Ever thought of spreading peanut butter over warm, whole grain flour pancakes? I did. And let me tell you, it’s a game changer. Top it off with slices of banana and a sprinkle of chia seeds, and you’ve got yourself a breakfast that thinks it’s a dessert. 

For those aiming for a healthier heart or just a healthy breakfast option, these simple ingredients and creative combinations are your allies. They whispered sweet nothings of healthy fats from coconut oil and the sweet taste of victory against bland breakfasts. So, go ahead, mix in that almond milk, throw on those fatty acids packed toppings, and behold the stack that breaks all rules — delicious, nutritious, and incredibly satisfying. 

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are pancakes healthy

Easy Almond Flour Pancakes

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If you’re watching your carbs, this simple and easy recipe is oh-so-tasty and will keep the carb count lower. 

  • Total Time: 20 minutes
  • Yield: 4 pancakes 1x



1 cup almond flour

1/4 cup water (or to give the consistency you want)

2 eggs

1 tablespoon natural non-sugar sweetener (I like ‘Monk Fruit in the Raw’)

1/4 teaspoon vanilla extract (optional)

1/4 teaspoon salt

Approx 1 teaspoon of oil for the pan


Mix the almond flour, water, eggs, sweetener, vanilla extract, and salt together until smooth.

Heat the oil on a griddle or in a pan over medium heat.

Drop a large tablespoon of the batter onto the griddle and cook until the edges are dry and bubbles form, 3 to 5 minutes. Flip and cook until the bottoms are browned, another few minutes.


Makes about 4 pancakes. To keep this meal sugar-free, use sugar-free maple syrup (or other type of sugar-free syrup), or sprinkle with sugar-free confectioners sugar and add a few berries as a garnish.

  • Author: Candi Randolph
  • Prep Time: 10 minutes
  • Cook Time: 10 minutes
  • Category: breakfast
  • Cuisine: breakfast


  • Serving Size: 2 pancakes
  • Calories: 431
  • Sugar: 6.8 g
  • Sodium: 370.9 mg
  • Fat: 17.1 g
  • Carbohydrates: 14.9 g
  • Protein: 14.3 g
  • Cholesterol: 186 mg

Why I Love These Almond Flour Pancakes

As I’m sure you’ve surmised, I enjoy pancakes. A lot. But I stopped eating them as I got older because, well, they’re on my list of “eat it today, wear it tomorrow” foods, plus I discovered that white flour is not something I want to eat very often.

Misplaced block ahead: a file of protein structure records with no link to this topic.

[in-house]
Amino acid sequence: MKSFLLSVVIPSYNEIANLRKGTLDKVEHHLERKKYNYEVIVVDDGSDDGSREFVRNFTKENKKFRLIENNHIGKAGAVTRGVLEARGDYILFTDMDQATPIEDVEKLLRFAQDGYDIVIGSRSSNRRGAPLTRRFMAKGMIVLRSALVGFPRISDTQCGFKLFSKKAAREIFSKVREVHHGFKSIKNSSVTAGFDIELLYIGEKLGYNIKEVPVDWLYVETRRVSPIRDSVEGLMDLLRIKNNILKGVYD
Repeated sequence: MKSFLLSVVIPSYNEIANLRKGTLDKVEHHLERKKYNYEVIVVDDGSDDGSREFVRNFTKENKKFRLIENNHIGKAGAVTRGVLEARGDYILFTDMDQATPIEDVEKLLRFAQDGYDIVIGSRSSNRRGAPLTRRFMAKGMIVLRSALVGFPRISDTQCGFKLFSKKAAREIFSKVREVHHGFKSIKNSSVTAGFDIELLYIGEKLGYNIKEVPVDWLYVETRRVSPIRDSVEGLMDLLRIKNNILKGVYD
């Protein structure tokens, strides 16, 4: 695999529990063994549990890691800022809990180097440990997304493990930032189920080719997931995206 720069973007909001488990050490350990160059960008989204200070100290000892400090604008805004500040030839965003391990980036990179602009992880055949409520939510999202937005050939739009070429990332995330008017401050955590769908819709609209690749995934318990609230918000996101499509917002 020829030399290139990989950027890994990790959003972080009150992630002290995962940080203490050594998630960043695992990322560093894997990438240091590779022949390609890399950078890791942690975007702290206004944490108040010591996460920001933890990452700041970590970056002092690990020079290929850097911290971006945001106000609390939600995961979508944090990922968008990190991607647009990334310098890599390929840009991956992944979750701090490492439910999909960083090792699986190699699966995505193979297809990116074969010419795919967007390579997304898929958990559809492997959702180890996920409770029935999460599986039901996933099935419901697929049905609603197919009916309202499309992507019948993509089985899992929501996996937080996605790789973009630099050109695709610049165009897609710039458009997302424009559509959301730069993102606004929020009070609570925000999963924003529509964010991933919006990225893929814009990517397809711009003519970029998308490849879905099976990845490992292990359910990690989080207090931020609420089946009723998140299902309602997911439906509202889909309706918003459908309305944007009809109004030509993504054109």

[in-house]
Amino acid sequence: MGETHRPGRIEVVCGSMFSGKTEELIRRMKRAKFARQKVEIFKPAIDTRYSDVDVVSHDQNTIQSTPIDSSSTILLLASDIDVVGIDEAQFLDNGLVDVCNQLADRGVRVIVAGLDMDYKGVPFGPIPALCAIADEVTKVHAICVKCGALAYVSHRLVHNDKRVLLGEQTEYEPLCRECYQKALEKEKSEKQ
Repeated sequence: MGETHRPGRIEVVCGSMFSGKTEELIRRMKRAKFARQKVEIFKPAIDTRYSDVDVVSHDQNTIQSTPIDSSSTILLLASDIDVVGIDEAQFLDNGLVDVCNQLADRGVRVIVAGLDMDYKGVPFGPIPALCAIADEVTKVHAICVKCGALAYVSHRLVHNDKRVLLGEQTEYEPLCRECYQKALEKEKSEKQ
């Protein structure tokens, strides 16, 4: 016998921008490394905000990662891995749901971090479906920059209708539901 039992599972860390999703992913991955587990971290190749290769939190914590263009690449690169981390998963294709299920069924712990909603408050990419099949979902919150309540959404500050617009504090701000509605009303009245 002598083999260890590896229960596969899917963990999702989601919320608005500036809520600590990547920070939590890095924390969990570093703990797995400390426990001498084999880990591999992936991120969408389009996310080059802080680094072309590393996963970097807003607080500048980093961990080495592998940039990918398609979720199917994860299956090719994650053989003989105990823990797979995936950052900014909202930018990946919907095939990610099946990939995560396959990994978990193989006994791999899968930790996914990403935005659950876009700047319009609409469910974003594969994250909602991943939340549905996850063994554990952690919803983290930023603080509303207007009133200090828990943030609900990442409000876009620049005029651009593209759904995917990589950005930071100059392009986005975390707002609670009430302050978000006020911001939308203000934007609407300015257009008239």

I started learning about eating healthier and how to incorporate nut flours into my diet. Almond flour is my favorite, and although I have to be aware of the caloric content, I still use it regularly, factoring in the overall nutrition into my daily menu.

I make 1/2 of a recipe of the almond pancakes recipe shown above. That gives me 2, 4 to 5-inch pancakes, which is plenty for my breakfast. The texture of the pancakes is a little different than traditional white flour pancakes, but they still taste like a pancake. I use just 1 egg when I cut the recipe in half and it works well – the pancakes are not overly “eggy” in taste or texture. I also added about 1/4 teaspoon more water to get the consistency I wanted.

Here are some of the ingredients I use all the time and recommend them:

Are Pancakes Healthy? Serving Up a Healthy Portion of Perspective

We’ve journeyed together through the world of pancakes, debunking myths and embracing a feast of possibilities. I have delighted in exploring how we can transform a traditional breakfast option into a tower of nourishment. For me, the commitment to whisking together healthy pancake recipes has become more than a culinary experiment; it’s a pledge to my well-being. 

Responding to the question, are pancakes healthy, we know that a healthy breakfast option is within reach if you’re willing to flip the script. The good news? The tools for this delightful transformation are already at our fingertips. From swapping white flour for whole grains or whole wheat flour to opting for unsweetened applesauce instead of added sugar, simple ingredients can invite profound changes.

Pancake mixes laden with unwanted extras are no longer our go-to; instead, we reach for whole wheat pancakes, garnished with fresh fruit and sweetened by our creativity in achieving that perfect sweet taste. 

Healthy fats have found their way into our pancake batter, from almond flour and coconut oil to the surprisingly versatile peanut butter. Heart disease doesn’t stand a chance against such a stack of nutrient-rich, whole grain flour pancakes.

As for me, I’m dedicated to keeping my pancakes fluffy, my portion size sensible, and my mornings filled with the joy of knowing I’m nourishing my body and heart.

Let’s reimagine our breakfasts, one healthy pancake recipe at a time, for a future where every stack is a step toward better health. 

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easy recipe for healthy almond pancakes